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EU Blockchain/DLT standardisation workshop - Strategic Plan 21st October 2017

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Overview of Blockchain ISO Standard TC307. The History, vision and approach to Standardisation.

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EU Blockchain/DLT standardisation workshop - Strategic Plan 21st October 2017

  1. 1. Blockchain/DLT standardisation workshop – Strategic Plan Benoit Abeloos - Policy Officer - EC, DG CNECT, Startups and Innovation Unit Gilbert Verdian – Chair of DLT/1
  2. 2. Background on Standards Australia Proposal (2015)
  3. 3. 3 HistoryAt HM Treasury • Introduced HMG to Bitcoin and Blockchain • Economic assessment and policy review • Concluded that “this will not have any material impact to the UK’s economy” • Kept on working in this space – after all, it is really cryptography CONFIDENTIAL 2009 2014 Mainstream • A lot of talk about what we can do with the Bitcoin underlying technology • Ethereum concept • Ripple, Stellar, xCoins etc • ”Blockchain” name became popular 2015 Started Remitt • Wasn’t happy that things are progressing in silos • Came up with the concept and architecture of Interoperability and Governance • Started talking about identifying use cases – NSW Health for electronic records and data sharing 2016 ISO • February – Blogged. Started drafting the idea and proposal with Standards Australia • Pushed to get people behind it. “Too early”, “Stifle innovation”, “Why??” • October – ISO Approval J • August – Moved back to London – Finance/Fintech capital of the world to get behind this.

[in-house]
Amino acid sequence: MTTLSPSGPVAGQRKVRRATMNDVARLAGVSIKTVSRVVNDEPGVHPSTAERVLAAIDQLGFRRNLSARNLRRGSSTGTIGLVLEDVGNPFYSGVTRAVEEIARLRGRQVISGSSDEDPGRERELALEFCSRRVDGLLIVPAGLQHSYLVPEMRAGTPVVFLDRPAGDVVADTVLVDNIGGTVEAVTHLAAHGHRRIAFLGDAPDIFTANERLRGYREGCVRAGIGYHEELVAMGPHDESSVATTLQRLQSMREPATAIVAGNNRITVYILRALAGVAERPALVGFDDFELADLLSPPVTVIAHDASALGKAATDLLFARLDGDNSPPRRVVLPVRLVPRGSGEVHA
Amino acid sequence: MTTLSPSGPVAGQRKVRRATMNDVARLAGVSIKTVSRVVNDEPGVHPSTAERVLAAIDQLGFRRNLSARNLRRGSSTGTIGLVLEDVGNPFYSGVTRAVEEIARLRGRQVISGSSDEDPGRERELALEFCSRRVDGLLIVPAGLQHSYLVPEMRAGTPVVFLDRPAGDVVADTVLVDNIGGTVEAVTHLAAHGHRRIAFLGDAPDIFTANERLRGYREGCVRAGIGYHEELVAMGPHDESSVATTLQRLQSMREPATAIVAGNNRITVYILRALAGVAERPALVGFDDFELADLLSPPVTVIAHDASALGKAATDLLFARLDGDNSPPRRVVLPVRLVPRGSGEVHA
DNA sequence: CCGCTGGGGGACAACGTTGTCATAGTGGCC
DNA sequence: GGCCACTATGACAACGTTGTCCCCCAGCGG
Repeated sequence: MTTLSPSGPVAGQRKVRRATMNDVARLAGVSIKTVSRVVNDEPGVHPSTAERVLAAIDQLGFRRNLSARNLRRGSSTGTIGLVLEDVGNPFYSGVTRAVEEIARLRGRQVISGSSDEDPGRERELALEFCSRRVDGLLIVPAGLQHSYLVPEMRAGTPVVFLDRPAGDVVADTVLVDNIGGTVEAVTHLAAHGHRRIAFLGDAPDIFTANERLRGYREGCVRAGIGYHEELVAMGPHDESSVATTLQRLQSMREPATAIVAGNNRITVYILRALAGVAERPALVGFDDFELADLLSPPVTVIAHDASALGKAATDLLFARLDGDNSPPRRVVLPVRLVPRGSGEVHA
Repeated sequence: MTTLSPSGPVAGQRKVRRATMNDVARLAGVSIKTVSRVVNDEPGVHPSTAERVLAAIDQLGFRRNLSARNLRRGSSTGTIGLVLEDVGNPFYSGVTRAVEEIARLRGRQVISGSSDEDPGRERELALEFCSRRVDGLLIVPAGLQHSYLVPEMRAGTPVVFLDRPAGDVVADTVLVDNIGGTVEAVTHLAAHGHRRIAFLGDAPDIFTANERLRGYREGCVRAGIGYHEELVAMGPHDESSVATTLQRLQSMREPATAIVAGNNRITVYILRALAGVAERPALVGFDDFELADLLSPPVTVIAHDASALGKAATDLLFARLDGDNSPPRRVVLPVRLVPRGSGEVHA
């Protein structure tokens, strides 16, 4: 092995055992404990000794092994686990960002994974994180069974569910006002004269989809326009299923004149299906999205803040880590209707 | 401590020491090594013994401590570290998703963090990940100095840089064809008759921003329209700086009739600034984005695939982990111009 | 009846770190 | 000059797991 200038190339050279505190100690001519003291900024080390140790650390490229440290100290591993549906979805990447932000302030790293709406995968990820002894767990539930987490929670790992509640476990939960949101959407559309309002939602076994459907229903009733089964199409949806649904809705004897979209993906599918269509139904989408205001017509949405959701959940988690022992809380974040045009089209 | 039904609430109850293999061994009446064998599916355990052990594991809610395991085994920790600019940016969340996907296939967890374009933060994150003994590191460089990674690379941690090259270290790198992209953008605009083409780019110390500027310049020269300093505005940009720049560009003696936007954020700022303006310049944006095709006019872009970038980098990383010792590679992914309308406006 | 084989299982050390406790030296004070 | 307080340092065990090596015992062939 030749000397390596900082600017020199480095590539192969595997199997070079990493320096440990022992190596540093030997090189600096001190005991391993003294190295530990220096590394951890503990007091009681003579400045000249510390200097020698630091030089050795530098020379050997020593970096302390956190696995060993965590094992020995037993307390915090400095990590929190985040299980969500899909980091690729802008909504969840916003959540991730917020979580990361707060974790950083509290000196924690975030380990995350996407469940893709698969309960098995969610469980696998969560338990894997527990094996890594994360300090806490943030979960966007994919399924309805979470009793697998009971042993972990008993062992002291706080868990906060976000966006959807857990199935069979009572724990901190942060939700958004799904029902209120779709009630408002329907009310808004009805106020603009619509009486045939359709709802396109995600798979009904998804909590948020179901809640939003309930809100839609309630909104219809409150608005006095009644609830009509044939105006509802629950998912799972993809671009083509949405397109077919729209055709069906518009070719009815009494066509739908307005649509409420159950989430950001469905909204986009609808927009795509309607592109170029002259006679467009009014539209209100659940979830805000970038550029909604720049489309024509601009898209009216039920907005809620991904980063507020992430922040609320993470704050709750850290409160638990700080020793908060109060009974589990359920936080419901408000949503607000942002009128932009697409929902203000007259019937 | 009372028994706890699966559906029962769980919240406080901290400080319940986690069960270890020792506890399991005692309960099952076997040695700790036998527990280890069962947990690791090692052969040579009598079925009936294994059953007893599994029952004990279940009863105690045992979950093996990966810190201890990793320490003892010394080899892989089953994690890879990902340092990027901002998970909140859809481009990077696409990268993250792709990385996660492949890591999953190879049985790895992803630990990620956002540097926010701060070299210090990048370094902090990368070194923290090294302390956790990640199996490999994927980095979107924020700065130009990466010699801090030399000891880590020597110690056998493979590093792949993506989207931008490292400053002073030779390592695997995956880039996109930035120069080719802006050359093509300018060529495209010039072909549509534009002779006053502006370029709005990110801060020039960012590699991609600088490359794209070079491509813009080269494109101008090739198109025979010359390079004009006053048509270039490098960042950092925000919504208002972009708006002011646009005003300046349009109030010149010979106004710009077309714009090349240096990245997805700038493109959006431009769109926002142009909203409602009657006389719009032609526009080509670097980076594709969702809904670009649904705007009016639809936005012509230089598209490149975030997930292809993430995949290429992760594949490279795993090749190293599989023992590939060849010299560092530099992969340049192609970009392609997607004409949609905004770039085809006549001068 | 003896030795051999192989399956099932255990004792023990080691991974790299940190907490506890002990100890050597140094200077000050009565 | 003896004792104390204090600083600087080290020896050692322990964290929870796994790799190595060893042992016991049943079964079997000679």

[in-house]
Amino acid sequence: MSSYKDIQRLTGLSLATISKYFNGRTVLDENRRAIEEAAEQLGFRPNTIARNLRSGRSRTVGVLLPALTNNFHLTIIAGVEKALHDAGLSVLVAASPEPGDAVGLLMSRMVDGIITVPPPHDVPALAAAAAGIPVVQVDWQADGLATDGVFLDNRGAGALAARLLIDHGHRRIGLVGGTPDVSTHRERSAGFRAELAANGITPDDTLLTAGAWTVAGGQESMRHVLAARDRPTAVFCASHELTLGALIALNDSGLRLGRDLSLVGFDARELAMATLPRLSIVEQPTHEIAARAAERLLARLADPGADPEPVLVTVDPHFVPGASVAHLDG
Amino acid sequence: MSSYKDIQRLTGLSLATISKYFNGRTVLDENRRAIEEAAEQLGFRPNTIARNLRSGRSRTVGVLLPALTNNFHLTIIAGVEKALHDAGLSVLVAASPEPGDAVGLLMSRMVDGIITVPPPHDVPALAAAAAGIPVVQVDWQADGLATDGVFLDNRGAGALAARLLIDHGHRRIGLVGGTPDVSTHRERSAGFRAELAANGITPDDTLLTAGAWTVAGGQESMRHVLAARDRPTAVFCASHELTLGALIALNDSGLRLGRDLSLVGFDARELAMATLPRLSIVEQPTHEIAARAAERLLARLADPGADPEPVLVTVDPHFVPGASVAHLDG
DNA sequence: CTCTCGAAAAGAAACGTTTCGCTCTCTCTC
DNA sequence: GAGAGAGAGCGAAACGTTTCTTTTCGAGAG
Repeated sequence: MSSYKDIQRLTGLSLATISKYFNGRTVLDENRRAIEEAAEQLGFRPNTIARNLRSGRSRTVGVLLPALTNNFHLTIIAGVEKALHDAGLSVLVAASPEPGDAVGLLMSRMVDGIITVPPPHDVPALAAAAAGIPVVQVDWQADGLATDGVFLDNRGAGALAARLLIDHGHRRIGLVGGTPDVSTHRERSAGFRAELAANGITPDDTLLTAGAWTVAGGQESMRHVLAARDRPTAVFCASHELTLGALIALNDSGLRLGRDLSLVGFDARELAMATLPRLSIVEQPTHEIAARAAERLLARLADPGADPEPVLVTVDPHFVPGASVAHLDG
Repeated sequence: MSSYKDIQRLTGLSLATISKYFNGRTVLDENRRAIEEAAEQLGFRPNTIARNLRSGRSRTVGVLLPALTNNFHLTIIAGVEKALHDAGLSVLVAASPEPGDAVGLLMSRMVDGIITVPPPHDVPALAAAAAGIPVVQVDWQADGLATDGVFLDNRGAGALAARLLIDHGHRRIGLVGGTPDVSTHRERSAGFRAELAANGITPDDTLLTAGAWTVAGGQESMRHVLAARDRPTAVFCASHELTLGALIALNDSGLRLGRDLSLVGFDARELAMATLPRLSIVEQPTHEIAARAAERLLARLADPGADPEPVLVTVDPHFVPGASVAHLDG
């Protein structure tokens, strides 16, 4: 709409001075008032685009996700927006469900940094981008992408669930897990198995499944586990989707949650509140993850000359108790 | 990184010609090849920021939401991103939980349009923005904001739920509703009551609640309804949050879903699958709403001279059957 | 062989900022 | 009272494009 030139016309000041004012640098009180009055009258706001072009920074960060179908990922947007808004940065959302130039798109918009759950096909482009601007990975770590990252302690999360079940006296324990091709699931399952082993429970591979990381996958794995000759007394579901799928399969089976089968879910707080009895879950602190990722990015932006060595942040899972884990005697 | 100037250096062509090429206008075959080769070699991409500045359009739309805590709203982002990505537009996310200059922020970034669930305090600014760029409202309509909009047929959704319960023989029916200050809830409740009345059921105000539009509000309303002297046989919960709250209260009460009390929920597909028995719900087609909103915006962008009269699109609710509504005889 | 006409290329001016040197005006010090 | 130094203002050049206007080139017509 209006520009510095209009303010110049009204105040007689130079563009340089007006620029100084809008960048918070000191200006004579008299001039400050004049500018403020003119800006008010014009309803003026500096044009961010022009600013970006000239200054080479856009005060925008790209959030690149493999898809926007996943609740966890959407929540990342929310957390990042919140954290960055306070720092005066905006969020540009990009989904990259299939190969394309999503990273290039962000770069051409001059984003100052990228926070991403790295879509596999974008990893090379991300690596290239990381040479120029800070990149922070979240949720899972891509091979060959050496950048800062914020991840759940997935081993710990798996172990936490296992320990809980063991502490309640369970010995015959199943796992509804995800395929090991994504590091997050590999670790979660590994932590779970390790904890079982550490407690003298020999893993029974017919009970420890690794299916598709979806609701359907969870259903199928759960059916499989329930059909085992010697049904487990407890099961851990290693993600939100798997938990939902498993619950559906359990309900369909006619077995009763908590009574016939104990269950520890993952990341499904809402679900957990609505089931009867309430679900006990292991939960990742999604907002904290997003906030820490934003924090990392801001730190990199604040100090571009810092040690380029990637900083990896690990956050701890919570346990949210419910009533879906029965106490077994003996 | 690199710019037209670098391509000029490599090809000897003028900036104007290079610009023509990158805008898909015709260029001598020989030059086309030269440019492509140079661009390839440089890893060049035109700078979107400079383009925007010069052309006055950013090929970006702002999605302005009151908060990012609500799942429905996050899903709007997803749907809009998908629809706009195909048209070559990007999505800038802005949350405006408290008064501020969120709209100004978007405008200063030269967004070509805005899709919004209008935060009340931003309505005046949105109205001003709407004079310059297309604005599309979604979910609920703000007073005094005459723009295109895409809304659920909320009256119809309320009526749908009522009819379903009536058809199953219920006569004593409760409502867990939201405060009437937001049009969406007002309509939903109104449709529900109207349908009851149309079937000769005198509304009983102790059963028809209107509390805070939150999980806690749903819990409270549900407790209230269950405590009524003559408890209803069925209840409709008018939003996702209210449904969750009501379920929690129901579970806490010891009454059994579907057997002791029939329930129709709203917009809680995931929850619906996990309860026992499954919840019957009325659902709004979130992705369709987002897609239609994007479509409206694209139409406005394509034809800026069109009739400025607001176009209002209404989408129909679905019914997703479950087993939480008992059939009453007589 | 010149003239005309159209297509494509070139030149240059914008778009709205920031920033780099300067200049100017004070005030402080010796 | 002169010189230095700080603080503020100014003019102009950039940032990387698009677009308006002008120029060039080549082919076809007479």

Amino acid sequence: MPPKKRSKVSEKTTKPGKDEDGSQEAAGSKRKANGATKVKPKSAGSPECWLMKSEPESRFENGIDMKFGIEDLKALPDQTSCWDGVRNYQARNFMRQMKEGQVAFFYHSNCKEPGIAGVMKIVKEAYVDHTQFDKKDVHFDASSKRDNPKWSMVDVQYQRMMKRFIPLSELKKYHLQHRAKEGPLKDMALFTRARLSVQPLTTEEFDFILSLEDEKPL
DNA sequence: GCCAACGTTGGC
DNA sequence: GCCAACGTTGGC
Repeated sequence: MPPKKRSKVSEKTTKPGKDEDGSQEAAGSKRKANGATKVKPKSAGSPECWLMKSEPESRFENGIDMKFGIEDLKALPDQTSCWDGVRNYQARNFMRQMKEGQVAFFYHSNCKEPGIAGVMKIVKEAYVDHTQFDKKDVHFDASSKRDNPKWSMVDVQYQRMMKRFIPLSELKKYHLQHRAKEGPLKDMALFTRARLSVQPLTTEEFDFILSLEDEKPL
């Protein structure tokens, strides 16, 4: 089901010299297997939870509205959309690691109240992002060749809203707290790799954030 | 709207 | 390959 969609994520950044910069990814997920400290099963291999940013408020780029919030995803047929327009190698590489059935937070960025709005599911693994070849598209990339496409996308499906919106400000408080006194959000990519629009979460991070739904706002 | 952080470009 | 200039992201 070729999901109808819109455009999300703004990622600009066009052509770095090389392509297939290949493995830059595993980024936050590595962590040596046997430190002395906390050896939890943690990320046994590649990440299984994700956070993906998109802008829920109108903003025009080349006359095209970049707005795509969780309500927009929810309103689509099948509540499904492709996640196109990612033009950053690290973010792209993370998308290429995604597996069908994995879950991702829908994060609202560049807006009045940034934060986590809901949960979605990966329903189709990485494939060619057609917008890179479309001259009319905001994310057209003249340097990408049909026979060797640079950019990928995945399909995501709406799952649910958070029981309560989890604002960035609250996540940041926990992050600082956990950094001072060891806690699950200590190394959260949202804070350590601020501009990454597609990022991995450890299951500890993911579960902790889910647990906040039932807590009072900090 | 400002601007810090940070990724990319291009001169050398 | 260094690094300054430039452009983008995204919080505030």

4. 4. 4 HistoryBSI • First week met with BSI to get things started in the UK (August) • Learned that Standards were attempted before in 2015, but didn’t take off. Focused on consumer protection CONFIDENTIAL 2016 • Elected Chair of the UK’s National Committee for Distributed Ledger Technology DLT/1 • November – 1st Meeting of DLT/1 potential stakeholders 2017 Quant Overledger • Research • Product Development 2018 Token Offering • January 2018
  5. 5. 5 2016 Need for Blockchain ISO Standards CONFIDENTIAL Blockchain: Standards Wanted Long reliant on collaborative standard-setting, the financial industry looks for more of the same to realize the operational and risk-mitigation potential of blockchain - GARP – Global Association of Risk Professionals 8 April 2016 China creates blockchain coalition ChinaLedger Union The country’s blockchain industry organises distributed ledger- based coalition in Beijing supported by Chinese National Assembly and aiming to standardise the application of blockchain. - 20 April 2016
  6. 6. 6 Background Gilbert Verdian - 20 years working in Cybersecurity across Government & FS - HM Treasury, Dpt Health, EY, MoJ, CSC, HSBC 2009 – Introduced UK Gov to Bitcoin and Blockchain. Did economic policy assessment. 2015 – Founded Remitt/Quant to focus on blockchain for enterprise and Gov April 2016 – Submitted ISO Blockchain proposal through Standards Australia October 2016 – Proposal accepted Sassoon Grigorian - 20 years in Government policy and tech companies - Microsoft, Paypal, Salesforce
  7. 7. 7 2016 Need for Blockchain ISO Standards Blockchain: Standards Wanted Long reliant on collaborative standard-setting, the financial industry looks for more of the same to realize the operational and risk- mitigation potential of blockchain - GARP – Global Association of Risk Professionals 8 April 2016 China creates blockchain coalition ChinaLedger Union The country’s blockchain industry organises distributed ledger- based coalition in Beijing supported by Chinese National Assembly and aiming to standardise the application of blockchain. - 20 April 2016 Russian Finance Firms Form Blockchain Consortium A group of Russian banks and financial services companies has formed a private-sector consortium focused on blockchain applications. - Coindesk 1 July 2016